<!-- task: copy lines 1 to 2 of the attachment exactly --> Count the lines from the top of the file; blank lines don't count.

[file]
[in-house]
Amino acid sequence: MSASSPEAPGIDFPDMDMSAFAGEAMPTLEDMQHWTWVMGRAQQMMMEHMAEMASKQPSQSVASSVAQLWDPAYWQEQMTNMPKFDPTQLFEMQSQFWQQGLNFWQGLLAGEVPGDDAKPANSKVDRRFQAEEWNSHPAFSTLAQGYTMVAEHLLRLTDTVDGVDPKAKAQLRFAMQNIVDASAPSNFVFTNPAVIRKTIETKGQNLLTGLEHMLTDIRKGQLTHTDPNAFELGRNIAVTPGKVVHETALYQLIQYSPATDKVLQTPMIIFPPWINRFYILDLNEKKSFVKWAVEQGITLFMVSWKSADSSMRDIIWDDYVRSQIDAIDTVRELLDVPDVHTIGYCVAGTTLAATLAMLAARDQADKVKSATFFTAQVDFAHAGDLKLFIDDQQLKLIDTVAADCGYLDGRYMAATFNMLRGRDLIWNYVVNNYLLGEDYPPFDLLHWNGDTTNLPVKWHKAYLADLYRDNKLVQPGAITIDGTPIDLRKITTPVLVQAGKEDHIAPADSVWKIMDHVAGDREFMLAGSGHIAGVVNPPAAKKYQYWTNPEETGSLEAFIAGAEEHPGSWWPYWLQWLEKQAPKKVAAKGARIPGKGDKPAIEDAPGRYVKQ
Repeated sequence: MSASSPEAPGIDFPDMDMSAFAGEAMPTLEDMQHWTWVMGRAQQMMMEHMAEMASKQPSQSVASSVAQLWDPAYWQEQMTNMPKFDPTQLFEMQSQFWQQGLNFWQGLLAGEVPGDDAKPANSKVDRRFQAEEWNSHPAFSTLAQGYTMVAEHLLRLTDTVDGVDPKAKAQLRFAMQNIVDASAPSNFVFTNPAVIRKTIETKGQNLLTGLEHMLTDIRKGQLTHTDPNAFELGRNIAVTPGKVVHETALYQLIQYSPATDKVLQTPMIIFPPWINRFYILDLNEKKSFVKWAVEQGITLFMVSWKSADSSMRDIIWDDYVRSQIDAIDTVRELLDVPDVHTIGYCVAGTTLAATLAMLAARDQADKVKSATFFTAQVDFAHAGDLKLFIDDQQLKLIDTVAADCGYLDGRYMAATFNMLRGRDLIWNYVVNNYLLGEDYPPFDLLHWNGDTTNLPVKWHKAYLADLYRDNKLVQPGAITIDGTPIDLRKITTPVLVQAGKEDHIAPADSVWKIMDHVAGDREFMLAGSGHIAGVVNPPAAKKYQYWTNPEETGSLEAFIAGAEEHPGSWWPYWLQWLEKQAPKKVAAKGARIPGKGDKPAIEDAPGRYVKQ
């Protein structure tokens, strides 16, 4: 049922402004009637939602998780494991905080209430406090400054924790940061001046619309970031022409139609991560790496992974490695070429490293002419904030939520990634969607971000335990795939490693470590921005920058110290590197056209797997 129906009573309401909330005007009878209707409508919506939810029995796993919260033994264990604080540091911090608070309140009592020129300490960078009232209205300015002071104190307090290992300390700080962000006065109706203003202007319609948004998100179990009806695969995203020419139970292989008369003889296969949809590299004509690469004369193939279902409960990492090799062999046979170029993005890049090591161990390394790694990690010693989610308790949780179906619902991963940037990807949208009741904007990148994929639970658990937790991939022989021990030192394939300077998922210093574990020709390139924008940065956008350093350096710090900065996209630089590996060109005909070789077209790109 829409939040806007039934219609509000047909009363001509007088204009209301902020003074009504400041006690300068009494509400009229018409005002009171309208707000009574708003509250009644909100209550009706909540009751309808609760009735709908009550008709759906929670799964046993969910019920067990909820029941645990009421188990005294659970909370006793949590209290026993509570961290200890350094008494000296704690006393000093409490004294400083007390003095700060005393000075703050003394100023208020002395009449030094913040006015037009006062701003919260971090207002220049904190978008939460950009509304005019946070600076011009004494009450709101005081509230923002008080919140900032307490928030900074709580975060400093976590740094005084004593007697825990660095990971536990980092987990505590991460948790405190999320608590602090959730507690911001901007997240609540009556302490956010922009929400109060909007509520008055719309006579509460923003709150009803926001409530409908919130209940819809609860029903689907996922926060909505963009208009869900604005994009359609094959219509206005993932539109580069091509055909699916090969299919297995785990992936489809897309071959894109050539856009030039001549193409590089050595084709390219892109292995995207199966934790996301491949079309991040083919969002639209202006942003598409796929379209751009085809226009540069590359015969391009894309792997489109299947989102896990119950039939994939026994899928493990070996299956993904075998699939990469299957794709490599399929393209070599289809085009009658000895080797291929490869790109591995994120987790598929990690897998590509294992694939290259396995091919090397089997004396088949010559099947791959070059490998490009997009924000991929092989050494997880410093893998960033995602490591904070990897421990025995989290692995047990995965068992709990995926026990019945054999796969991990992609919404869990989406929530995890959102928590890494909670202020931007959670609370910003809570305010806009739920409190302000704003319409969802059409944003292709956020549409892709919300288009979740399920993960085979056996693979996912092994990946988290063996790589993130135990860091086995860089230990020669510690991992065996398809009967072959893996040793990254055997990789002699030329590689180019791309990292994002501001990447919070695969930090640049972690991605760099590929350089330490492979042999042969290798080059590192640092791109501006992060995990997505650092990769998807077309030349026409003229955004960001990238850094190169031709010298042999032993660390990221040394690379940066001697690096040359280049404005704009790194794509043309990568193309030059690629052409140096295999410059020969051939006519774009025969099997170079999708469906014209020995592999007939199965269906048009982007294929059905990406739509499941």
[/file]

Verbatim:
[in-house]
Amino acid sequence: MSASSPEAPGIDFPDMDMSAFAGEAMPTLEDMQHWTWVMGRAQQMMMEHMAEMASKQPSQSVASSVAQLWDPAYWQEQMTNMPKFDPTQLFEMQSQFWQQGLNFWQGLLAGEVPGDDAKPANSKVDRRFQAEEWNSHPAFSTLAQGYTMVAEHLLRLTDTVDGVDPKAKAQLRFAMQNIVDASAPSNFVFTNPAVIRKTIETKGQNLLTGLEHMLTDIRKGQLTHTDPNAFELGRNIAVTPGKVVHETALYQLIQYSPATDKVLQTPMIIFPPWINRFYILDLNEKKSFVKWAVEQGITLFMVSWKSADSSMRDIIWDDYVRSQIDAIDTVRELLDVPDVHTIGYCVAGTTLAATLAMLAARDQADKVKSATFFTAQVDFAHAGDLKLFIDDQQLKLIDTVAADCGYLDGRYMAATFNMLRGRDLIWNYVVNNYLLGEDYPPFDLLHWNGDTTNLPVKWHKAYLADLYRDNKLVQPGAITIDGTPIDLRKITTPVLVQAGKEDHIAPADSVWKIMDHVAGDREFMLAGSGHIAGVVNPPAAKKYQYWTNPEETGSLEAFIAGAEEHPGSWWPYWLQWLEKQAPKKVAAKGARIPGKGDKPAIEDAPGRYVKQ